Fig 5(c) reports the intra- and inter-school TFPIs for 22 schools. All schools show strong intra-school connection preferences, as illustrated by the anti-diagonal in the plot. Specially, the values of TFPIs even reach 0.90 or more for *SPE* and *SM*, indicating that the students in the two schools form social proximity ties almost only within school. For *SPE*, this may be due to the fact that students are on a separate campus, so they have less access to contact with students from other schools. For *SM*, this could be because of the professional nature of the school—the students have a lot of professional performance activities, and fewer inter-school social activities. Moreover, as illustrated by an eye-catching square area at the bottom right corner of Fig 5(c), for a few schools, namely, *SS*, *SE*, *CM*, *SL* and *SIM*, the values of their inter-school TFPIs are greater than zero, so there are a large number of inter-school connections. Note these schools belong to humanities, social-sciences or similar categories. This may imply that students in these schools not only are inclined to establish intra-school social proximity ties, but also are willing to form social proximity ties among peers of similar categories.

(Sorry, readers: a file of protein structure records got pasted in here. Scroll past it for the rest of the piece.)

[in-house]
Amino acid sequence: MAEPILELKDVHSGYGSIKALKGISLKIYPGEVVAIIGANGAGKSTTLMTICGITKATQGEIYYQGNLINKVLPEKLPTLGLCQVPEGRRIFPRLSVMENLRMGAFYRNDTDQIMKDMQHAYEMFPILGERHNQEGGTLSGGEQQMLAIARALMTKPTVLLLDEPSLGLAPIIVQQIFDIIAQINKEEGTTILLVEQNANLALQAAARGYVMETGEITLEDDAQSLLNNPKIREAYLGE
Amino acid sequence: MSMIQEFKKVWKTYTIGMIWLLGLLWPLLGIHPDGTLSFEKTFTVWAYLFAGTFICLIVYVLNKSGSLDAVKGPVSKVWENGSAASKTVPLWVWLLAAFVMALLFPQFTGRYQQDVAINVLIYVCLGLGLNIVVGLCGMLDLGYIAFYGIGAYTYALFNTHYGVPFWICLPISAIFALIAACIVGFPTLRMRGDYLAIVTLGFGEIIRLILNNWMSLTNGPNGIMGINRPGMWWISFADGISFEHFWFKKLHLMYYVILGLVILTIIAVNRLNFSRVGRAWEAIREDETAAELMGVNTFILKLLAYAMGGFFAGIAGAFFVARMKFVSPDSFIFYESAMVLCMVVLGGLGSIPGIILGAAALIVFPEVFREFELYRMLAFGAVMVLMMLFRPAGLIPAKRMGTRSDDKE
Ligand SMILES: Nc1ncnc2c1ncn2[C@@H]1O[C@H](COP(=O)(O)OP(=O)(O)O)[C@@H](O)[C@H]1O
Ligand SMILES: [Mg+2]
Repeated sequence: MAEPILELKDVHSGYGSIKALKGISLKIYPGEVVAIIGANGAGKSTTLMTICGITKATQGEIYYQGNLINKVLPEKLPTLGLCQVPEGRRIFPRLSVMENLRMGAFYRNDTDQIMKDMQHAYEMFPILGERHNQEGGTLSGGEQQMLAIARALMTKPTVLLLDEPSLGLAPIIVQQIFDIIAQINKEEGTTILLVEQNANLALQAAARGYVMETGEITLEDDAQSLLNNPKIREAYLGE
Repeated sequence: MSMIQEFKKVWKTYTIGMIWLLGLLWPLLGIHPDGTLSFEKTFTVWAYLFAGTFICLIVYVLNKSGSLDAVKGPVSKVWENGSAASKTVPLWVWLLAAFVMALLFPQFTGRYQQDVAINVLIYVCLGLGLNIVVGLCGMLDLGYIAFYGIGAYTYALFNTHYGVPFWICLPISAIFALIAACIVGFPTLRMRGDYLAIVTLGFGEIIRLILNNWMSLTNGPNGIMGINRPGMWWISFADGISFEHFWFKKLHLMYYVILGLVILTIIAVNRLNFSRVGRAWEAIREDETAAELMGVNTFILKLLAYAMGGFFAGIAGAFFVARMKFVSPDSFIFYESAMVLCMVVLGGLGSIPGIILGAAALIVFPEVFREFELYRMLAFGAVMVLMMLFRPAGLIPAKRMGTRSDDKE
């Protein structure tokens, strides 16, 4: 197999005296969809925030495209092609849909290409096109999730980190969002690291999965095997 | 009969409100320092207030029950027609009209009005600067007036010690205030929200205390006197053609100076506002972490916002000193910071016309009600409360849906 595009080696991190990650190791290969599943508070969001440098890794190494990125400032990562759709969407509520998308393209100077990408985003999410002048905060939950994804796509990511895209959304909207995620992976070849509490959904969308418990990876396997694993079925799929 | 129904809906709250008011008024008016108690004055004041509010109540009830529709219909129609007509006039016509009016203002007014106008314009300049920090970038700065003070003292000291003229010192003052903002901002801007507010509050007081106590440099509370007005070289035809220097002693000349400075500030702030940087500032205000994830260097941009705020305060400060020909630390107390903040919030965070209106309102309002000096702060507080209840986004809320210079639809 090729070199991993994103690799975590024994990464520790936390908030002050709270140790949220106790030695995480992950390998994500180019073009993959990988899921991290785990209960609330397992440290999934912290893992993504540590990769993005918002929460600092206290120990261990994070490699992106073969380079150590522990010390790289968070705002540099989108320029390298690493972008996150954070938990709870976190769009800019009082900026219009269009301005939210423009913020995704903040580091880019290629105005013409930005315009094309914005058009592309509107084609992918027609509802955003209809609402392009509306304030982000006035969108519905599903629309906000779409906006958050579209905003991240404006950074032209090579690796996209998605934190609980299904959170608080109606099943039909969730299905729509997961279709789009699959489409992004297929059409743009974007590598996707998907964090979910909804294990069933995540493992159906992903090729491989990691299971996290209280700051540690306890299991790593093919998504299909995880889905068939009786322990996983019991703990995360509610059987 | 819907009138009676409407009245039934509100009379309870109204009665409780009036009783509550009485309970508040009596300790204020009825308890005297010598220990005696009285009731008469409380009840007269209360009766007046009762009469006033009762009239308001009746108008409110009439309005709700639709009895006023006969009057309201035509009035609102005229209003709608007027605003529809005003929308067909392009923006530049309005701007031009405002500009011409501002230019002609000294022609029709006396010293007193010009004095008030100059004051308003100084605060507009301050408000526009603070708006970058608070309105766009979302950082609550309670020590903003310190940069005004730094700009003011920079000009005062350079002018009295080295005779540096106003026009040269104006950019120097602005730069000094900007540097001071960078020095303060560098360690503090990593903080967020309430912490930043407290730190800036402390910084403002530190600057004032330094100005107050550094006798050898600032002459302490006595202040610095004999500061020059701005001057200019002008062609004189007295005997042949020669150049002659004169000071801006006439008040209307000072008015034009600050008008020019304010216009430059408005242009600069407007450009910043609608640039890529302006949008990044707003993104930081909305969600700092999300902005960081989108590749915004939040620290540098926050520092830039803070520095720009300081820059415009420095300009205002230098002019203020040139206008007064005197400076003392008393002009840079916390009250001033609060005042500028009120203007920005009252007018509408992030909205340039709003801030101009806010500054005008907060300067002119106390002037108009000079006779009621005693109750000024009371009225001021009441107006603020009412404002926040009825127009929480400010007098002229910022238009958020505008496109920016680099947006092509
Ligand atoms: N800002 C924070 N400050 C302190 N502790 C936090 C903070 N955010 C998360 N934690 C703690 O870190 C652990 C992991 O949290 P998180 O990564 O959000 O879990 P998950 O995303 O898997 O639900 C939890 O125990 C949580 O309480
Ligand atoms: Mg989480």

From Fig 5(d), we can observe that the age-based (*<18 years*, *18 years*, *19 years*, *20 years*, *21 years*, *22 years* and *>22 years*) connection preferences are apparent since the values of the TFPIs are all positive. This shows that students generally establish social proximity ties with the students of similar ages. Moreover, as illustrated by the one eye-catching purple grid in the upper left corner of this plot, the inter-age connection preference from the *<18 years* to *18 years* is very obvious and the value of TFPI peaks at about 0.40. This means that students under 18-year-old have significant preferences to form social proximity ties with students aged 18.